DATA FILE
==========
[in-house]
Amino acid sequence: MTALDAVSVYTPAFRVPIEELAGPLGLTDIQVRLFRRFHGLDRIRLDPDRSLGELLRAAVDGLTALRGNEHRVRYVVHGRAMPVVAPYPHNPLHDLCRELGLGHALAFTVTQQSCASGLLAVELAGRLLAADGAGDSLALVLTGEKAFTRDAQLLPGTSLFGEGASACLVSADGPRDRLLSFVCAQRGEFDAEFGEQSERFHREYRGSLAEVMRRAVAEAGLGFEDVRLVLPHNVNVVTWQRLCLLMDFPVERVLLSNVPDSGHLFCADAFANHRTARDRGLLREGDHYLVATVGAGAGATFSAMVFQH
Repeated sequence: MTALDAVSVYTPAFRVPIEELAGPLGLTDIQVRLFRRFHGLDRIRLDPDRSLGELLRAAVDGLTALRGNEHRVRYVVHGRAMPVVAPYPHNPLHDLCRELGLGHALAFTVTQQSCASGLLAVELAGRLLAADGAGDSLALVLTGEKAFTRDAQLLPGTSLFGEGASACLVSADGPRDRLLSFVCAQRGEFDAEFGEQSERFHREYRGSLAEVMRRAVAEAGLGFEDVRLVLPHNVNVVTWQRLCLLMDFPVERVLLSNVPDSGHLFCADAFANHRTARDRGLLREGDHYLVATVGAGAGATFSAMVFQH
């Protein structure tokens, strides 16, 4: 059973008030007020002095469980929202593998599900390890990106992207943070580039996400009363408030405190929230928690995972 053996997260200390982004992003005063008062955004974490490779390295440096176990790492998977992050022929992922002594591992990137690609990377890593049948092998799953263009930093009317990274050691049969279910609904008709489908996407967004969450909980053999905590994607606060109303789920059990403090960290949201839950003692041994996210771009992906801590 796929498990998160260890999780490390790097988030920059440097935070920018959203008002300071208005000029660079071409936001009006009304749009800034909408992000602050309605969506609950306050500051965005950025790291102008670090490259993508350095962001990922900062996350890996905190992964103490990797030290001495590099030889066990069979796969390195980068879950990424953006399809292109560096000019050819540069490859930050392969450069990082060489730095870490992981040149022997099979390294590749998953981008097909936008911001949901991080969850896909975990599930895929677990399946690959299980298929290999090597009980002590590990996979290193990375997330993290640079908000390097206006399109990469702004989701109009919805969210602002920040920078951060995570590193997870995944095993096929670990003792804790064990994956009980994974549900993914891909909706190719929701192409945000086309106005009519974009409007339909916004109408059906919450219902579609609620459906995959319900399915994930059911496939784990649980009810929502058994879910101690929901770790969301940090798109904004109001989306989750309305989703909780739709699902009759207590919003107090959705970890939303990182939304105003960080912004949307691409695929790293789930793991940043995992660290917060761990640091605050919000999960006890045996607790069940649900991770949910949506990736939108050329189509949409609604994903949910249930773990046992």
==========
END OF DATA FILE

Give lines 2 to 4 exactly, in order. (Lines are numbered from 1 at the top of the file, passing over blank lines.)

Amino acid sequence: MTALDAVSVYTPAFRVPIEELAGPLGLTDIQVRLFRRFHGLDRIRLDPDRSLGELLRAAVDGLTALRGNEHRVRYVVHGRAMPVVAPYPHNPLHDLCRELGLGHALAFTVTQQSCASGLLAVELAGRLLAADGAGDSLALVLTGEKAFTRDAQLLPGTSLFGEGASACLVSADGPRDRLLSFVCAQRGEFDAEFGEQSERFHREYRGSLAEVMRRAVAEAGLGFEDVRLVLPHNVNVVTWQRLCLLMDFPVERVLLSNVPDSGHLFCADAFANHRTARDRGLLREGDHYLVATVGAGAGATFSAMVFQH
Repeated sequence: MTALDAVSVYTPAFRVPIEELAGPLGLTDIQVRLFRRFHGLDRIRLDPDRSLGELLRAAVDGLTALRGNEHRVRYVVHGRAMPVVAPYPHNPLHDLCRELGLGHALAFTVTQQSCASGLLAVELAGRLLAADGAGDSLALVLTGEKAFTRDAQLLPGTSLFGEGASACLVSADGPRDRLLSFVCAQRGEFDAEFGEQSERFHREYRGSLAEVMRRAVAEAGLGFEDVRLVLPHNVNVVTWQRLCLLMDFPVERVLLSNVPDSGHLFCADAFANHRTARDRGLLREGDHYLVATVGAGAGATFSAMVFQH
């Protein structure tokens, strides 16, 4: 059973008030007020002095469980929202593998599900390890990106992207943070580039996400009363408030405190929230928690995972 053996997260200390982004992003005063008062955004974490490779390295440096176990790492998977992050022929992922002594591992990137690609990377890593049948092998799953263009930093009317990274050691049969279910609904008709489908996407967004969450909980053999905590994607606060109303789920059990403090960290949201839950003692041994996210771009992906801590 796929498990998160260890999780490390790097988030920059440097935070920018959203008002300071208005000029660079071409936001009006009304749009800034909408992000602050309605969506609950306050500051965005950025790291102008670090490259993508350095962001990922900062996350890996905190992964103490990797030290001495590099030889066990069979796969390195980068879950990424953006399809292109560096000019050819540069490859930050392969450069990082060489730095870490992981040149022997099979390294590749998953981008097909936008911001949901991080969850896909975990599930895929677990399946690959299980298929290999090597009980002590590990996979290193990375997330993290640079908000390097206006399109990469702004989701109009919805969210602002920040920078951060995570590193997870995944095993096929670990003792804790064990994956009980994974549900993914891909909706190719929701192409945000086309106005009519974009409007339909916004109408059906919450219902579609609620459906995959319900399915994930059911496939784990649980009810929502058994879910101690929901770790969301940090798109904004109001989306989750309305989703909780739709699902009759207590919003107090959705970890939303990182939304105003960080912004949307691409695929790293789930793991940043995992660290917060761990640091605050919000999960006890045996607790069940649900991770949910949506990736939108050329189509949409609604994903949910249930773990046992």